There has been an explosion of online coding classes, coding bootcamps, coding do-it-yourself sites, and more over the past few years. 594 million results for "Learn to code" on google presently (8 million more than when I first queried this a few weeks ago). These sites aim to make you an able-bodied programmer as fast as possible. To be clear, I believe this to be a good thing overall. Democratizing the ability to enter a meaningful, and let’s be honest, lucrative career is great. This post isn’t about those sites though. This post is about what is usually, considered the boring, slow, “why am I doing this?” approach to learning computing.
This post comes based on a comment I made to a past post, that you should read. I think the true problem is not the theoretical approach, but the implementation.
My initial exposure to programming came in my high school Computer science class. I lowercase â€˜science’, since nothing we learned seemed to be based on science or real understanding. Even though I built a working paint program by the end of the semester, I didn’t understand nor appreciate the power of software. To be honest, I kind of hated it. Things seemed arbitrary and I didn’t understand WHY things were the way they were. I mostly just knew how to regurgitate code blocks, and do some OOP. I still enjoyed using computers and technology, so when it came time to apply for college, I decided to see if making computers, rather than programming them, would be of more interest.
In my first semester of university, I took Introduction to Computer Engineering. Everyone in the entire program (a few hundred) gathered in one of the largest auditoriums for lectures. This class followed the “bottom-up approach” to learning. Since this was an engineering class we truly started at the bottom - transistors. After transistors, we learned logic gates, then digital circuits components (adders, multiplexers, etc.), then instructions processing, and finally assembly programming. Before the end of the semester we were writing 2 player games in assembly - Proof. In later classes, we continued to build on our knowledge base as we learned higher-level computing concepts. Learning how to think about computers and software systems has enabled me to not only learn new concepts faster but to create systems I would have otherwise not been able to.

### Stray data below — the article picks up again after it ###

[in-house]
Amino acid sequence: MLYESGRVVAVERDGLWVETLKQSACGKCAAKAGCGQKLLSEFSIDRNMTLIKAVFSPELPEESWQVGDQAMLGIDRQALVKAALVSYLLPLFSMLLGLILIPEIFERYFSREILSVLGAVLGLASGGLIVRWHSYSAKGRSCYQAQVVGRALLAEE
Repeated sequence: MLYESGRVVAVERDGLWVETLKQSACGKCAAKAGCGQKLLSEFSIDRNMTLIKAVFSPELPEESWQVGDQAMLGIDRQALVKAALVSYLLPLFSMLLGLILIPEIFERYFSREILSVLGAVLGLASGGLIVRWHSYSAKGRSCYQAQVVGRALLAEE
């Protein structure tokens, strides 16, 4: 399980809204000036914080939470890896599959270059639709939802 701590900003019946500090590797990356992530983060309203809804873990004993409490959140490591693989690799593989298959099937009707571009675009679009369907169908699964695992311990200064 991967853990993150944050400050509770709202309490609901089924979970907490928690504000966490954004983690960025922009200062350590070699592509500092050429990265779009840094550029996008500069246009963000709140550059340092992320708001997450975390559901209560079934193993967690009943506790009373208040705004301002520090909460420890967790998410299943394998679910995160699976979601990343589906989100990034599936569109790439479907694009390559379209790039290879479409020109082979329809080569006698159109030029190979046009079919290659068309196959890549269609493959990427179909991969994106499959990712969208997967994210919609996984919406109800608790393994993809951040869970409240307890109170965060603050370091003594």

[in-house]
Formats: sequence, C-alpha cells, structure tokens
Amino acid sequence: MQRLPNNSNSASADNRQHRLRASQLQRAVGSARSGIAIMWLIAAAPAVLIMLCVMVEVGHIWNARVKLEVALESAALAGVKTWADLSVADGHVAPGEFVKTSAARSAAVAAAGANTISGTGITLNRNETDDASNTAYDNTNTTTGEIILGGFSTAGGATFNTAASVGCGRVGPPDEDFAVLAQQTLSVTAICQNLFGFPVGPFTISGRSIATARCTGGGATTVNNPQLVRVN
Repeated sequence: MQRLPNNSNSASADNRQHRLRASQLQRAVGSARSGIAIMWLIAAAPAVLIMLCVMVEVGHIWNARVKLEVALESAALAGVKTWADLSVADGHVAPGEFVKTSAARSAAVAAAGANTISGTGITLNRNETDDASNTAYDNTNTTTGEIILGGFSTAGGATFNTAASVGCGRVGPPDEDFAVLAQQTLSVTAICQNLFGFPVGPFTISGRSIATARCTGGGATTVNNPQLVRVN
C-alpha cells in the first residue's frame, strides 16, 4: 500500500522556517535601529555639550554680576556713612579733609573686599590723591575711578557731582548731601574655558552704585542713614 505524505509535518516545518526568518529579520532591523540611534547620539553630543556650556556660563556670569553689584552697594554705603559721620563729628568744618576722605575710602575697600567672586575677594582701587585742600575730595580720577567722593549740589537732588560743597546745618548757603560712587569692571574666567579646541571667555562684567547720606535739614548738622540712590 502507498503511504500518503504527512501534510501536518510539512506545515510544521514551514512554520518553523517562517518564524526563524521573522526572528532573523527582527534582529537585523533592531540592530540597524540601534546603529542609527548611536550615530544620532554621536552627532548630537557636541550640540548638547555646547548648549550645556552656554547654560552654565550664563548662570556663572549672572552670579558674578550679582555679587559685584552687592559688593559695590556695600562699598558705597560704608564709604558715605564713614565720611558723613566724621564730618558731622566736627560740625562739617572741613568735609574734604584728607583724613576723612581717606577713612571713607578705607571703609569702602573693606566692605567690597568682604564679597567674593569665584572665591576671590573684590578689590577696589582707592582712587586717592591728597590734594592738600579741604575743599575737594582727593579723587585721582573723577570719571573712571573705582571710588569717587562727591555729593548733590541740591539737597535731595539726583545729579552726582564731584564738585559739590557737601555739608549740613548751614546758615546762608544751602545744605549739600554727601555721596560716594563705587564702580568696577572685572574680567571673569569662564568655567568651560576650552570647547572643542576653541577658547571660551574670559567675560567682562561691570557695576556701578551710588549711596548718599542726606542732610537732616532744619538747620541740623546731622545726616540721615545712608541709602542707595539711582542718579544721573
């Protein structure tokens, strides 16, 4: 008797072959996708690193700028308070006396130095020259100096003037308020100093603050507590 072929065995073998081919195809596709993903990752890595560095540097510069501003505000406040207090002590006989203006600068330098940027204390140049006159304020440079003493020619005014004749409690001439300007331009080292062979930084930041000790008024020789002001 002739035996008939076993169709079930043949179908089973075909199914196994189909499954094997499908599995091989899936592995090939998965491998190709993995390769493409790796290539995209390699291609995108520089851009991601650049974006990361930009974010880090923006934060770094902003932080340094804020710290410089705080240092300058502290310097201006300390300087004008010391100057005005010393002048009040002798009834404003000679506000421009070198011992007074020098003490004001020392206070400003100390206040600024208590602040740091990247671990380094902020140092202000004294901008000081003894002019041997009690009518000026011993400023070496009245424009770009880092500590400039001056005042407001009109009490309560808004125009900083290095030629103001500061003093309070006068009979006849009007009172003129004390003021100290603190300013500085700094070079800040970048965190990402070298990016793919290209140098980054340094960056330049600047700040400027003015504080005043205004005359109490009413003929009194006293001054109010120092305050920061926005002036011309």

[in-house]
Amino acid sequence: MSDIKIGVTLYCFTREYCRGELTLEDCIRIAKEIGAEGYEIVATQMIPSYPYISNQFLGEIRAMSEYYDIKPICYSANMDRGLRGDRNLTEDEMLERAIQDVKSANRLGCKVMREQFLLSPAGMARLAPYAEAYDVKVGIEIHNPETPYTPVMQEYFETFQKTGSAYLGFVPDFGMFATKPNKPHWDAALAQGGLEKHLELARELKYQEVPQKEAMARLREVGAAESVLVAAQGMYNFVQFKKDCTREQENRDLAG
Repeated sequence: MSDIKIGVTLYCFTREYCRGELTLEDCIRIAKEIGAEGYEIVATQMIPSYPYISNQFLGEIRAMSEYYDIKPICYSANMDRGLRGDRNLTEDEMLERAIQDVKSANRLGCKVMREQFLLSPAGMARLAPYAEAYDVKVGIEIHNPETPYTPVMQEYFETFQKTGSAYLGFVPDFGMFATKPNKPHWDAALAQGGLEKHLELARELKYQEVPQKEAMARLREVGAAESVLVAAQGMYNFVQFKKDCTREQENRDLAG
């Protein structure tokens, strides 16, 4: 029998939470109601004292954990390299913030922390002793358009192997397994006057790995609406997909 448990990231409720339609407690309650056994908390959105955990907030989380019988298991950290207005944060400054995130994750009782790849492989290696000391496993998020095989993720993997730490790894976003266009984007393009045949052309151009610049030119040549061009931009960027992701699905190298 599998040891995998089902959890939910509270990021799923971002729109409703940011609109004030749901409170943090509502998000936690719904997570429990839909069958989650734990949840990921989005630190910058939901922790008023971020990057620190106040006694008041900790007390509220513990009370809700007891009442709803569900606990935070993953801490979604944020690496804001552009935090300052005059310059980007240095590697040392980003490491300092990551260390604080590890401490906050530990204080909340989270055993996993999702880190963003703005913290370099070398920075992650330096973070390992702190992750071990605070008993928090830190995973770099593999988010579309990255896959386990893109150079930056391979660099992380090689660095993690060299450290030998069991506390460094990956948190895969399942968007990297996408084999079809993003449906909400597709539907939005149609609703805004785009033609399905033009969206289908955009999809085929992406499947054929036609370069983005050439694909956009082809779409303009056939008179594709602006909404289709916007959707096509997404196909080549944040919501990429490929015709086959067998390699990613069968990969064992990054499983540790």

A big criticism of this approach is how much students learn without context, which ends up confusing them or killing motivation. This is due to a laziness in teaching and not taking the time to construct a meaningful syllabus rather than the approach itself. Teaching what is necessary to learn the concepts without forcing students to memorize and regurgitate details, ensures students can leave the class with what they need to be successful. This is also where project based work helps to motivate students to apply those concepts and learn details where necessary for their interests. This can be summed up as "Teach them to think not do".
The integral part of bottom-up learning is de-mystifying and breaking down abstractions. Abstractions are great until something underneath breaks. Having a core understanding of fundamentals and the layer beneath where you are working helps immensely in designing and creating software systems. Granted, do I think everyone needs to be able to read assembly code of the platform they create software on - no. But do I think that there is significant value in understanding conceptually how the machine they are programming processes what you tell it - absolutely! For many, getting a Computer Science degree may be prohibitive in many ways and not necessary. However more and more resources are becoming available that can help you break down the abstractions. MOOC’s are bringing content that used to only be available in University programs to the masses. Shoutout to GT OMSCS* for making this cheaper and more accessible than ever before, and also for having most lectures available for free. If you are writing web code, why not learn how the networking stack works. If you write system code, learn how the OS works. Everyone should take a basic software security class. You don’t need to be an expert or build a system from scratch, but as they say knowing is half the battle!
Note: I linked to a page from the class I took at my university, so to give credit where it's due, my knowledge of this approach goes to Dr. Yale Patt. Also, much credit as to why I am where I am today would be his as well.
*Full Disclosure: I just finished the OMSCS program - DM me if you have questions about it.